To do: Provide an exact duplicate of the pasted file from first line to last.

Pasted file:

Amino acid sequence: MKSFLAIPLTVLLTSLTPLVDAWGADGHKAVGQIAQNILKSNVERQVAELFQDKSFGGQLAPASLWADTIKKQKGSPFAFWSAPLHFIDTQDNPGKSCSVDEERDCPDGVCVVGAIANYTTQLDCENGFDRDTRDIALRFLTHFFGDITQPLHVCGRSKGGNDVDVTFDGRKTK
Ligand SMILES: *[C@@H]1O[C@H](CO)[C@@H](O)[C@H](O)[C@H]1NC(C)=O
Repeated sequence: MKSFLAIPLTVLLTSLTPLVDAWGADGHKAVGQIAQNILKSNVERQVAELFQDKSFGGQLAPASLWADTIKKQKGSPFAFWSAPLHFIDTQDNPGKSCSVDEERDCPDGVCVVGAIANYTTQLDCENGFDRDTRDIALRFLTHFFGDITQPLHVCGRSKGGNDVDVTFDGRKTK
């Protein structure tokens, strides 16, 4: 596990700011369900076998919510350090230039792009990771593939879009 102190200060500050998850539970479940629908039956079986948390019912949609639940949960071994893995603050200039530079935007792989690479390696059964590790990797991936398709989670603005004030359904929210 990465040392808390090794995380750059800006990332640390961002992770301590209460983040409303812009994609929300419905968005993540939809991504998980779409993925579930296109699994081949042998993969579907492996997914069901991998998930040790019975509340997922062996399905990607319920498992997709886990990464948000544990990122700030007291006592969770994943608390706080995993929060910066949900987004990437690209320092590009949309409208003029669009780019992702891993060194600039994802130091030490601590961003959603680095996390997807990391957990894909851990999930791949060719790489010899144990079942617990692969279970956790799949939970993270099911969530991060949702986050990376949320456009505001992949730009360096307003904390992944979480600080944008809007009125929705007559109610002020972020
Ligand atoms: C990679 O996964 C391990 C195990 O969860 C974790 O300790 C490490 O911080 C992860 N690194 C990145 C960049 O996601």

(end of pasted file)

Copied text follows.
Amino acid sequence: MKSFLAIPLTVLLTSLTPLVDAWGADGHKAVGQIAQNILKSNVERQVAELFQDKSFGGQLAPASLWADTIKKQKGSPFAFWSAPLHFIDTQDNPGKSCSVDEERDCPDGVCVVGAIANYTTQLDCENGFDRDTRDIALRFLTHFFGDITQPLHVCGRSKGGNDVDVTFDGRKTK
Ligand SMILES: *[C@@H]1O[C@H](CO)[C@@H](O)[C@H](O)[C@H]1NC(C)=O
Repeated sequence: MKSFLAIPLTVLLTSLTPLVDAWGADGHKAVGQIAQNILKSNVERQVAELFQDKSFGGQLAPASLWADTIKKQKGSPFAFWSAPLHFIDTQDNPGKSCSVDEERDCPDGVCVVGAIANYTTQLDCENGFDRDTRDIALRFLTHFFGDITQPLHVCGRSKGGNDVDVTFDGRKTK
């Protein structure tokens, strides 16, 4: 596990700011369900076998919510350090230039792009990771593939879009 102190200060500050998850539970479940629908039956079986948390019912949609639940949960071994893995603050200039530079935007792989690479390696059964590790990797991936398709989670603005004030359904929210 990465040392808390090794995380750059800006990332640390961002992770301590209460983040409303812009994609929300419905968005993540939809991504998980779409993925579930296109699994081949042998993969579907492996997914069901991998998930040790019975509340997922062996399905990607319920498992997709886990990464948000544990990122700030007291006592969770994943608390706080995993929060910066949900987004990437690209320092590009949309409208003029669009780019992702891993060194600039994802130091030490601590961003959603680095996390997807990391957990894909851990999930791949060719790489010899144990079942617990692969279970956790799949939970993270099911969530991060949702986050990376949320456009505001992949730009360096307003904390992944979480600080944008809007009125929705007559109610002020972020
Ligand atoms: C990679 O996964 C391990 C195990 O969860 C974790 O300790 C490490 O911080 C992860 N690194 C990145 C960049 O996601």